Kurds and the Persian Nuke Deal

03:13 - 23 July 2015
Unknown Author
By: Kani Xulam

The so-called nuclear “peace” agreement negotiated with Iran has generated lots of diplomatic niceties—but little substance.

President Barzani of little Kurdistan hoped for “peace” in the region while his Prime Minister Nechirvan Barzani, a graduate of University of Tehran no less, envisioned “better economic ties” with Iran.

Diplomatic baloney aside, what do ordinary Kurds think of the deal?

What should they think?

They should certainly realize that this great “deal” missed by only one day the 26th anniversary of the ruthless assassination of a Kurdish diplomat by Iranian “peace” emissaries—only miles from the Palais Coburg, the Viennese hotel, where the “hopeful” nuclear pact was just inked.

Abdul Rahman Ghassemlou, head of Kurdistan Democratic Party of Iran (KDPI), thought he was negotiating a peace deal with his Persian interlocutors on July 13, 1989, in Vienna, Austria.

But his Iranian counterparts had murder on their minds.

After luring him to meet with them in an apartment of a turncoat Kurd, they viciously slaughtered him and his bodyguards along with the traitor Kurd—shot them all point-blank like sitting ducks.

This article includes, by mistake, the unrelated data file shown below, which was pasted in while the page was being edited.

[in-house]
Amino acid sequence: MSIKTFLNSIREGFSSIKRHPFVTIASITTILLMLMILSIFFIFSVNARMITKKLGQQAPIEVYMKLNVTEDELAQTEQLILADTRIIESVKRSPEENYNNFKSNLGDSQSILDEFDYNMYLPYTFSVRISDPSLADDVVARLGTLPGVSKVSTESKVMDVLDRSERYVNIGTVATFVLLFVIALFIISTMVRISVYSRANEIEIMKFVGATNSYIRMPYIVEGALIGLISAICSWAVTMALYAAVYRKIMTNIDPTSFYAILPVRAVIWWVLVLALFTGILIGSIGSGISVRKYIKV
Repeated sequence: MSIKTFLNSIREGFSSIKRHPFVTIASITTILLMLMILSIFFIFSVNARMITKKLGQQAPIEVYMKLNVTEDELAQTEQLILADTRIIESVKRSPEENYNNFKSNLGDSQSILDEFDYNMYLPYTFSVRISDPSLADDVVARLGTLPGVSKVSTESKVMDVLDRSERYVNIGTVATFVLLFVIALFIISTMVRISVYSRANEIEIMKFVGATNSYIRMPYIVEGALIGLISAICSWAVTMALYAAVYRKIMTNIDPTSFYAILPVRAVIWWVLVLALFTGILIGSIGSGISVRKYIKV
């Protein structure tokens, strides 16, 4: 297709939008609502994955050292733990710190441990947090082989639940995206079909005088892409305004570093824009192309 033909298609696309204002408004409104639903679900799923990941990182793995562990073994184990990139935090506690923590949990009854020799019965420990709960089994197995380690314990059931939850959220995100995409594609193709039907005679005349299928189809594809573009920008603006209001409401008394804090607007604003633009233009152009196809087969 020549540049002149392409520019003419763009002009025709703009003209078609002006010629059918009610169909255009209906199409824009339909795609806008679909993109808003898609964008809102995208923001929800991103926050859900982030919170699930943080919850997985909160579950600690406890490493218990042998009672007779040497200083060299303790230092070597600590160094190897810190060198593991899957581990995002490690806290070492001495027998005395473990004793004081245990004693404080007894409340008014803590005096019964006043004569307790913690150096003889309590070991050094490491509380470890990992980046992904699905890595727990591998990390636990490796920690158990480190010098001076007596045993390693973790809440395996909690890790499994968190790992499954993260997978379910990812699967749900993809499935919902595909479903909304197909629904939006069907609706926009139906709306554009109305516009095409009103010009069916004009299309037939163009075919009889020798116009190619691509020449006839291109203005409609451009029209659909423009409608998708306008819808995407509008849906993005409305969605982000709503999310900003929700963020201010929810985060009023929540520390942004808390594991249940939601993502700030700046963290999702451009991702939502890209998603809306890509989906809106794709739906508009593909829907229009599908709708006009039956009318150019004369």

This brutal fact was conveniently disregarded in the Austrian capital.

It was also missing from the triumphant comments following the newest “peace” announcement.

It was a thousand miles away from the jubilant mind of French foreign minister Laurent Fabius, flashing smiles and flamboyantly hoping that their deal would stand the test of time like the Bastille Day—the independence day of France—and usher an era of peace in the world.

There was a time when Bastille Day meant the celebration of watering the tree of liberty with the blood of tyrants and the absolute separation of church and state in government, but now, it also means, courtesy of Monsieur Fabius, the accommodation of theocracy that can pass as a twin of tyranny in a world that is suffering from an abundance of religiously motivated violence.